God and His World

Here's a midrash that's quoted fairly often - and usually in support of a rather odd theological position. The truth is, as you will soon see, that a simple reading of the midrash does seem to support this position. Does this mean that we must now reconsider a fundamental belief of Judaism?

בראשית רבה פרשה סח ט
ויפגע במקום ר' הונא בשם ר' אמי אמר: מפני מה מכנין שמו של הקב"ה וקוראין אותו מקום? שהוא מקומו של עולם, ואין עולמו מקומו, מן מה דכתיב (שמות לג): הנה מקום אתי, הוי, הקדוש ברוך הוא מקומו של עולם, ואין עולמו מקומו.
אמר רבי יצחק: כתיב (דברים לג): מעונה אלהי קדם, אין אנו יודעים אם הקב"ה מעונו של עולמו ואם עולמו מעונו, מן מה דכתיב (תהלים צ): ה' מעון אתה, הוי. הקדוש ברוך הוא מעונו של עולמו, ואין עולמו מעונו.
אמר רבי אבא בר יודן: לגבור, שהוא רוכב על הסוס וכליו משופעים אילך ואילך, הסוס טפילה לרוכב ואין הרוכב טפילה לסוס, שנאמר (חבקוק ג): כי תרכב על סוסך.
Now some have inferred from this midrash that God is the "place of the world" in the sense that the physical universe is somehow "contained within Him." The problem is that this formulation directly contradicts at least two of Rambam's thirteen principles!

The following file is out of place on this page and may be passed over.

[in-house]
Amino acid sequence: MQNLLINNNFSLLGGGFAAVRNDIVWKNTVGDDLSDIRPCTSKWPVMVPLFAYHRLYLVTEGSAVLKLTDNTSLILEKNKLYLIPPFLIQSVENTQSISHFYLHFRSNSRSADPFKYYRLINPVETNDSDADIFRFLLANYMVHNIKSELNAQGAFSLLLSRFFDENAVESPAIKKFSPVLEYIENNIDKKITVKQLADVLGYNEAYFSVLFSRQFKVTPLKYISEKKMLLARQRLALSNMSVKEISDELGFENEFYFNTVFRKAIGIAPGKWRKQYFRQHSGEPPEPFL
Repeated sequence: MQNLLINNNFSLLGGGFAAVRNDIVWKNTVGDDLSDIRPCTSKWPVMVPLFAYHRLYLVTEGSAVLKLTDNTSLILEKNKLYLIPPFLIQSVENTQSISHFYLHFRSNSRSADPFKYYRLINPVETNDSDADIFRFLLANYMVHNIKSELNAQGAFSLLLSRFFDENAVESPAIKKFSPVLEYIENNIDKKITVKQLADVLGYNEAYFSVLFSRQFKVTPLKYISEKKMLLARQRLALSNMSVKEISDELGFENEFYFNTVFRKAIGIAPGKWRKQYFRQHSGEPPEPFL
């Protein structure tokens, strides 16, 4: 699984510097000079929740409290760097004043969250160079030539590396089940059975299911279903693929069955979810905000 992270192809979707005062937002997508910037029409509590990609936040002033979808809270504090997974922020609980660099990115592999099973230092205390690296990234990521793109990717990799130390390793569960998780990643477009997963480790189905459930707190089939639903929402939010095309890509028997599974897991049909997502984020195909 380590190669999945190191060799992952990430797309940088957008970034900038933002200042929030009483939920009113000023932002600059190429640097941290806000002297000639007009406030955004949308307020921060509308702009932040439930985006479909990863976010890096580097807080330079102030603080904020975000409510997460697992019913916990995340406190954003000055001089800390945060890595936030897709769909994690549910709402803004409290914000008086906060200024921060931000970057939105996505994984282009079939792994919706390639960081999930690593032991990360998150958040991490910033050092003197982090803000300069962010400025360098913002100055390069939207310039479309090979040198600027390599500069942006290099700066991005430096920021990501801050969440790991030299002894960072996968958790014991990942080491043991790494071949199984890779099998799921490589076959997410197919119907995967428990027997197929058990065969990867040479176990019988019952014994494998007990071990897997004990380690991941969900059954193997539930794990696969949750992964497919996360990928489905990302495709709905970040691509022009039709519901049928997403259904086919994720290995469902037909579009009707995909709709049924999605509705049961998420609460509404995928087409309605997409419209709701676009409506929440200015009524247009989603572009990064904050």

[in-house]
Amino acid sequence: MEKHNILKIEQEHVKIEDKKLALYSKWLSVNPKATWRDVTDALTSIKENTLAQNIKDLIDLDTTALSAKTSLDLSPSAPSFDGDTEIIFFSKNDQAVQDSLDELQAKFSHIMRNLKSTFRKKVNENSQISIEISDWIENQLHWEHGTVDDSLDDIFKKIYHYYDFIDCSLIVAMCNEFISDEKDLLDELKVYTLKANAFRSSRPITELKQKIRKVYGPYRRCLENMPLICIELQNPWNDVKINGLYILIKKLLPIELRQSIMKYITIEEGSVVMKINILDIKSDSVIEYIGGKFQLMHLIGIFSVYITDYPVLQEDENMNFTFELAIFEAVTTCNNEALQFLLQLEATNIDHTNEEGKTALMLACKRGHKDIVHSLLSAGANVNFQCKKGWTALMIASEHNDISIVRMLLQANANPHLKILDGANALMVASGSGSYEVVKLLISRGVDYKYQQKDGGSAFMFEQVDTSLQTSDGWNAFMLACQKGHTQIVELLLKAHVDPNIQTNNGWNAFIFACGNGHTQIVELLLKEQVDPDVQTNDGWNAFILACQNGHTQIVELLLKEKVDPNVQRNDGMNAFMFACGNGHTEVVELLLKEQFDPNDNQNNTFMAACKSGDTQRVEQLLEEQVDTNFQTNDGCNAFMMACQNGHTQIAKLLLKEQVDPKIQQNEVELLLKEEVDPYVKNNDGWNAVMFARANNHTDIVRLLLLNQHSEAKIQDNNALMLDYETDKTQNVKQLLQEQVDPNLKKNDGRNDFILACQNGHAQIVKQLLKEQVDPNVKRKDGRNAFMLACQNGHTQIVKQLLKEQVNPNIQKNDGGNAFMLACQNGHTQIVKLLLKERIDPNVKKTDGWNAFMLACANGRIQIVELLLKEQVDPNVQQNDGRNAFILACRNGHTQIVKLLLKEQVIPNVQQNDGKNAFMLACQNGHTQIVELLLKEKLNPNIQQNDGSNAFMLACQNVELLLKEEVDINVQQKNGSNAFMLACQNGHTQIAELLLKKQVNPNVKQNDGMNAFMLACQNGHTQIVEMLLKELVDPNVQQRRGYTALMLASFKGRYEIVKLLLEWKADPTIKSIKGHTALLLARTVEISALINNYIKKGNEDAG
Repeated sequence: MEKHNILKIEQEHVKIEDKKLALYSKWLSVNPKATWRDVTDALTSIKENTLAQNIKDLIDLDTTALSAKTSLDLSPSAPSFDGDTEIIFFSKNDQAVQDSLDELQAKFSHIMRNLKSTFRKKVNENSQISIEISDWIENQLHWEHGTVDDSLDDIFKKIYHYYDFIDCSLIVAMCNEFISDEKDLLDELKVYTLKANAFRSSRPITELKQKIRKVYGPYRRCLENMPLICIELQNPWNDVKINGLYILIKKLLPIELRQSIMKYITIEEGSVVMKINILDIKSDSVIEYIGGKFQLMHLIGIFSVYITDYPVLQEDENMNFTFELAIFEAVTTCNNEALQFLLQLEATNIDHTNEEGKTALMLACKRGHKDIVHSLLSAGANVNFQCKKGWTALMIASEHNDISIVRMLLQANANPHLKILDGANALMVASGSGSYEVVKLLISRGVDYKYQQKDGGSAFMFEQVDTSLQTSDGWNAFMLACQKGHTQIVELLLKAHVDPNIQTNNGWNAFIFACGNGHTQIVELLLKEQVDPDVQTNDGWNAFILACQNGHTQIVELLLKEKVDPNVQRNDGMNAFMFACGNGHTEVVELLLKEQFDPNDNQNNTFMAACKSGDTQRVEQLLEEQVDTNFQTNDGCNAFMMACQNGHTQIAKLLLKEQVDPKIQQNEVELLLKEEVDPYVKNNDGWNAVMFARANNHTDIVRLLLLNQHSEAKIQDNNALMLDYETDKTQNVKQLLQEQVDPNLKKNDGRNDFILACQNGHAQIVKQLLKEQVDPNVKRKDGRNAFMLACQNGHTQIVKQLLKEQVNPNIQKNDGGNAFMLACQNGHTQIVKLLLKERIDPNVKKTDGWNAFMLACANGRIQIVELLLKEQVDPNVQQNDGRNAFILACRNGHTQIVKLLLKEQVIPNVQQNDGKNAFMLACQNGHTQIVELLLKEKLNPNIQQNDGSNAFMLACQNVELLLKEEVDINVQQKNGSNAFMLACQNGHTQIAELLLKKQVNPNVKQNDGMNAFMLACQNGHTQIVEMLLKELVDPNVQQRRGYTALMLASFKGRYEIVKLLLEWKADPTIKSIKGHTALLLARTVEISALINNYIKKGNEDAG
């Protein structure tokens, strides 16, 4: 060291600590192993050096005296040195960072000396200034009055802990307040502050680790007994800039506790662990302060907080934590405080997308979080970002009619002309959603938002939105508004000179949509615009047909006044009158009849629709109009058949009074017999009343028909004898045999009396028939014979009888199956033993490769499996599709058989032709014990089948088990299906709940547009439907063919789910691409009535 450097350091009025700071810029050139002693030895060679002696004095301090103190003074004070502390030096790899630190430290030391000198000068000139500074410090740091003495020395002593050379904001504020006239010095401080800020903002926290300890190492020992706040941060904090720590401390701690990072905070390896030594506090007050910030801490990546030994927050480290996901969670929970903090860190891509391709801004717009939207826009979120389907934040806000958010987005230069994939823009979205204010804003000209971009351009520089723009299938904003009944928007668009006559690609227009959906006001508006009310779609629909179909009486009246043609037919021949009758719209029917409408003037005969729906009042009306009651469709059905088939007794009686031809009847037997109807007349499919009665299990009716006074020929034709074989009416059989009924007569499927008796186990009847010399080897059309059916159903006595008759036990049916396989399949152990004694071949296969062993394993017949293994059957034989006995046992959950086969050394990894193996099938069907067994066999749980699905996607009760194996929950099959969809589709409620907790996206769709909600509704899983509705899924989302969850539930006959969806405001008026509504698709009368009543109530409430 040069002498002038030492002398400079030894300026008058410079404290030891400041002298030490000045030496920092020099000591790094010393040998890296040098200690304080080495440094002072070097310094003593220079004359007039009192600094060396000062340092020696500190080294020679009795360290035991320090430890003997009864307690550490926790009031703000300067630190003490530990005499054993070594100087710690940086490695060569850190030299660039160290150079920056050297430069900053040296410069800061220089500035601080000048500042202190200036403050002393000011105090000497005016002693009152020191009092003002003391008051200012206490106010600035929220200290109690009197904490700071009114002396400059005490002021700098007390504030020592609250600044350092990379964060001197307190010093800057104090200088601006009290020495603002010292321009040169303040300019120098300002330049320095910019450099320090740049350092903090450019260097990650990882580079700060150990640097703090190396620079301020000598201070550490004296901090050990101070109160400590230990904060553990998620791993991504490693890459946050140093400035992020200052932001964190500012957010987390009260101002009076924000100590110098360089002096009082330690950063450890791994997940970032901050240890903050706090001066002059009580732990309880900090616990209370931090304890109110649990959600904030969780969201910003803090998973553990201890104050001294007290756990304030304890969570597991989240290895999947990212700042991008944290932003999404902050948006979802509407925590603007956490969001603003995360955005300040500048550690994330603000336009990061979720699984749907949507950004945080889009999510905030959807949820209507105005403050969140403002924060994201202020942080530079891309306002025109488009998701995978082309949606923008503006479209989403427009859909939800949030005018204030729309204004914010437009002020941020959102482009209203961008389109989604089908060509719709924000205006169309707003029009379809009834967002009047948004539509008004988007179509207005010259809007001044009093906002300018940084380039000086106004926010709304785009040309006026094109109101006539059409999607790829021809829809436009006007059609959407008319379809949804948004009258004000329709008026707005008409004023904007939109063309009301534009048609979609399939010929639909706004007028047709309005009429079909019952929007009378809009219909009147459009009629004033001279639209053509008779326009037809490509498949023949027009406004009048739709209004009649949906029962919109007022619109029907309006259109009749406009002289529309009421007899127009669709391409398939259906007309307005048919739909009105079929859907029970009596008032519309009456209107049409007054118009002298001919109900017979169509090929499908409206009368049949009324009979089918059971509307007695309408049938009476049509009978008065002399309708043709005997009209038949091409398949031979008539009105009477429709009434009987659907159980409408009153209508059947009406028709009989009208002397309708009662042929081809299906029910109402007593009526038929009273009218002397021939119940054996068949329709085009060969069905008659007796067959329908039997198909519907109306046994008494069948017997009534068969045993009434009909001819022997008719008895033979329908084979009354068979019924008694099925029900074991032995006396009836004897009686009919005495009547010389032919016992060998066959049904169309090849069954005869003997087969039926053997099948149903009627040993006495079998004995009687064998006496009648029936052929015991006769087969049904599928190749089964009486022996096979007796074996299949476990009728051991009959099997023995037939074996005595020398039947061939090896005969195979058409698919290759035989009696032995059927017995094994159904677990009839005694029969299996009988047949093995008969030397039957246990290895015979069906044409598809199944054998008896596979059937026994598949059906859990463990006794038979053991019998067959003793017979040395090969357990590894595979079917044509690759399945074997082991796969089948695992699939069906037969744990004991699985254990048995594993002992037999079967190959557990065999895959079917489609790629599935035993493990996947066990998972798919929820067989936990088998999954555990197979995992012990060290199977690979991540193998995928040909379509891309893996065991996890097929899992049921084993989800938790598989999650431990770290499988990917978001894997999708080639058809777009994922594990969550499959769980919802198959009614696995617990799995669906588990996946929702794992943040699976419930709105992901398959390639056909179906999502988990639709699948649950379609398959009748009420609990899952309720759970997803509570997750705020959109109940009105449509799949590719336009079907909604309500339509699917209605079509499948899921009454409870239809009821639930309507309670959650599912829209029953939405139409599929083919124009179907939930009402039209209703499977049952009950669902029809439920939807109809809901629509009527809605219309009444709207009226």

Here's Rambam's second principle:
...Meaning that God is infinitely simple and, thus, cannot be divided - he has, in other words, no parts.
And here's Rambam's third principle:
...Meaning that, however you choose to think of God, there can be no physical quality of any kind in the equation. To say, therefore, that the physical universe is somehow "part" of Him, is to reject these two of the Rambam's principles.
But still, we can't just ignore the words of the midrash! If we can't find a viable and equally straightforward way to read it, then we're left in a rather uncomfortable position.

Fortunately Rambam himself discussed this very midrash in More Nevuchim (1:70). He observes that the rabbis (Chagiga 12b) characterize God as dwelling "above the heavens" (adding the word עליהם) and not "in the heavens" (שוכן בערבות) - which would incorrectly imply that God is somehow a part of the physical universe, taking up space. Thus, God's relationship to the universe is like that of a master who controls from a distance, but He is not a participant.

Rambam then quotes our midrash, and comments:
In other words, the analogy in the midrash to a rider on his horse is actually meant to explain the first two paragraphs ("place" and "dwelling"): just as a rider controls his horse, but can in no way be confused with it, so God manipulates and guides the world but must never be confused with his creation.

With this "new" reading, I believe we can confidently consider the theological principle of God's Unity and the midrash reconciled.
I should note that the "Ani Maamin" poem found in some siddurim has very little in common with the Rambam's actual principles and has no theological authority.

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